Dopamine deficiency linked to obesity, drug addiction

By Staff Writer

Research has shown genetic links to addictions, such as alcoholism, but a 2001 study found that there may a connection between drug dependency and obesity. Rehabilitation facilities can help individuals recover from addiction, but identifying these factors ahead of time has helped experts further understand substance abuse.

The National Institute of Drug Abuse study has shed light on obesity and addiction in individuals who have no traces of drug abuse in their families, according to North Jersey, a New Jersey news site. Researchers found that reduced dopamine activity in the brain can contribute both obesity and substance abuse over time.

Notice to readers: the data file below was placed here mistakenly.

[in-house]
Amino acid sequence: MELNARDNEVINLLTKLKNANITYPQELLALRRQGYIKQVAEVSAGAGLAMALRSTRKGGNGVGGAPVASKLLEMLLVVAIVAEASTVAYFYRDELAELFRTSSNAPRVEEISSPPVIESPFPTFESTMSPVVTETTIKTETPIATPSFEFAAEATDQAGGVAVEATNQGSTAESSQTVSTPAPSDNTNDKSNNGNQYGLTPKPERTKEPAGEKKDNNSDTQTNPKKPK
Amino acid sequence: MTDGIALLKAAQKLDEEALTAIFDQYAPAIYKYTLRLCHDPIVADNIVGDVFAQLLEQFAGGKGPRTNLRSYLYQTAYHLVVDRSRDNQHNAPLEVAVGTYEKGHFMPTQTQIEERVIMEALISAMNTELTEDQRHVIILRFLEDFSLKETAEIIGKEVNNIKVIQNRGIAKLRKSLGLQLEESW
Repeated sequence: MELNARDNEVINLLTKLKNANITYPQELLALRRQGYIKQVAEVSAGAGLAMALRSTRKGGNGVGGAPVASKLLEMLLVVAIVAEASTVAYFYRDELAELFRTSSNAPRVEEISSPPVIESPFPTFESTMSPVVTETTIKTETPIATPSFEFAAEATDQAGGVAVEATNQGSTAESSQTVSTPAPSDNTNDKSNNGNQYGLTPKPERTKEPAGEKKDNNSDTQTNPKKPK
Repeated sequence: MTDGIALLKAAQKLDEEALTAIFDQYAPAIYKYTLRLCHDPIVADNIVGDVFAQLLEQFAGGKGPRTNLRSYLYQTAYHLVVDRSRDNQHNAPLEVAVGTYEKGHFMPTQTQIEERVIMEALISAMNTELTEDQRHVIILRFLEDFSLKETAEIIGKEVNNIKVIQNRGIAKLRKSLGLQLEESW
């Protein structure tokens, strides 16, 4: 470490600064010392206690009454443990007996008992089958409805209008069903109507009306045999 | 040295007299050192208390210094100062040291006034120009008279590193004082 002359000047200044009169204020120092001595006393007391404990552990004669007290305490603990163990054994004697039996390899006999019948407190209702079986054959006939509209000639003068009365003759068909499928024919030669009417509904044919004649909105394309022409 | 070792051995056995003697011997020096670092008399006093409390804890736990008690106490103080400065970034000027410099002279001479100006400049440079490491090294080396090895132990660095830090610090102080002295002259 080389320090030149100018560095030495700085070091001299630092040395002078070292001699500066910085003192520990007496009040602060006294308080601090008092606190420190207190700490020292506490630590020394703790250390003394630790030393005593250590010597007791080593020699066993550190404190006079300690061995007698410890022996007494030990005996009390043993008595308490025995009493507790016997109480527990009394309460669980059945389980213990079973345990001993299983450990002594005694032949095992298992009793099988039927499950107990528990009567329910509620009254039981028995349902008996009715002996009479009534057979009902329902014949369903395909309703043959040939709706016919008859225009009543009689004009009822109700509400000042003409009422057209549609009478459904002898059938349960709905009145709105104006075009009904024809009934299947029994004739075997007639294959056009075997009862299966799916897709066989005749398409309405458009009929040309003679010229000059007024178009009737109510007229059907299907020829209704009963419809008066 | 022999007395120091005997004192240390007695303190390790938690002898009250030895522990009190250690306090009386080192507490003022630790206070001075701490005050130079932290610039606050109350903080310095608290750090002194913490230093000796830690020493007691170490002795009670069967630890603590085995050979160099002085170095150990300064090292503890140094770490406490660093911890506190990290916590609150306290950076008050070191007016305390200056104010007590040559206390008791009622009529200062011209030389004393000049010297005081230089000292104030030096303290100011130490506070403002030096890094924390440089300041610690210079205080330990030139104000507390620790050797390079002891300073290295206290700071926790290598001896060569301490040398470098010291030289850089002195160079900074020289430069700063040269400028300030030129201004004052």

"Individuals with this deficiency may need to overeat to get feelings of gratification from food," study authors wrote, according to the news source. "It may be linked to a whole range of compulsive behaviors."

Experts suggest that the deficiency has the potential to make individuals more vulnerable to drug dependency. Cocaine and heroin are especially easy for people to become addicted to when they have this genetic predisposition.

In 2006, more than 20 million Americans aged 12 or older admitted to using illicit drugs, according to Drug Addiction Support, a substance abuse resource site. Rehabilitation facilities can help individuals manage addiction, whether or not they have the dopamine deficiency.